The kingdom of Brunel

Isambard Kingdom Brunel, FRS (/??z?mb?rd bru??n?l/; 9 April 1806 – 15 September 1859), was an English mechanical and civil engineer who built dockyards, the Great Western Railway, a series of steamships including the first propeller-driven transatlantic steamship and numerous important bridges and tunnels. His designs revolutionised public transport and modern engineering.

Though Brunel’s projects were not always successful, they often contained innovative solutions to long-standing engineering problems. During his short career, Brunel achieved many engineering “firsts”, including assisting in the building of the first tunnel under a navigable river and development of SS Great Britain, the first propeller-driven ocean-going iron ship, which was at the time (1843) also the largest ship ever built.[1][2]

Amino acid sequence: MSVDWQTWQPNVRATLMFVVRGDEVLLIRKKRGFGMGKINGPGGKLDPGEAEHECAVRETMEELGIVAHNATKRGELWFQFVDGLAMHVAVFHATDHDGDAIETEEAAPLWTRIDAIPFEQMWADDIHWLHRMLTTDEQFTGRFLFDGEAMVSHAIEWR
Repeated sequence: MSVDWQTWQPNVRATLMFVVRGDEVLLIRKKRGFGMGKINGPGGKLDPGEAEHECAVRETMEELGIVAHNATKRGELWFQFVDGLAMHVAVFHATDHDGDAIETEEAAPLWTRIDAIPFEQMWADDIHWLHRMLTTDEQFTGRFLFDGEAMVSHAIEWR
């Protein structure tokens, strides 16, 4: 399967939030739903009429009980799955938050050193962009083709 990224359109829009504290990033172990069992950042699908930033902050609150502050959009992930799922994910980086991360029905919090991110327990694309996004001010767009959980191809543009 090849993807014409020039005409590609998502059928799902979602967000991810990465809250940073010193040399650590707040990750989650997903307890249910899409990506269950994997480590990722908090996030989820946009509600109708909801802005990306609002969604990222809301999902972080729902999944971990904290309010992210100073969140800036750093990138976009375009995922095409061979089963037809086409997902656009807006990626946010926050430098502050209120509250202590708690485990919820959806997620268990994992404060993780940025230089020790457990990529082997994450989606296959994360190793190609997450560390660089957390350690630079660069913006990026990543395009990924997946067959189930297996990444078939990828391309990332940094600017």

Brunel set the standard for a very well built railway, using careful surveys to minimise grades and curves. This necessitated expensive construction techniques and new bridges and viaducts, and the two-mile-long Box Tunnel. One controversial feature was the wide gauge, a “broad gauge” of 7 ft 1?4 in (2,140 mm), instead of what was later to be known as ‘standard gauge‘ of 4 ft 8 1?2 in (1,435 mm). The wider gauge added to passenger comfort but made construction much more expensive and caused difficulties when eventually it had to interconnect with other railways using the narrower gauge. As a result of the Regulating the Gauge of Railways Act 1846, the gauge was changed to standard gauge throughout the GWR network. As Brunel created this railway so early on, he had very little information to work with. This meant that he had created the gauge to be too large, increasing construction costs significantly. This sort of thing would be less likely to happen these days, as railway companies are now able to access railway news and information to ensure they’re building appropriate railway networks that are cost-effective. Of course, Brunel didn’t have these sorts of resources, so he tried to create an innovative railway network himself. Brunel then astonished Britain by proposing to extend the Great Western Railway westward to North America by building steam-powered iron-hulled ships. He designed and built three ships that revolutionised naval engineering.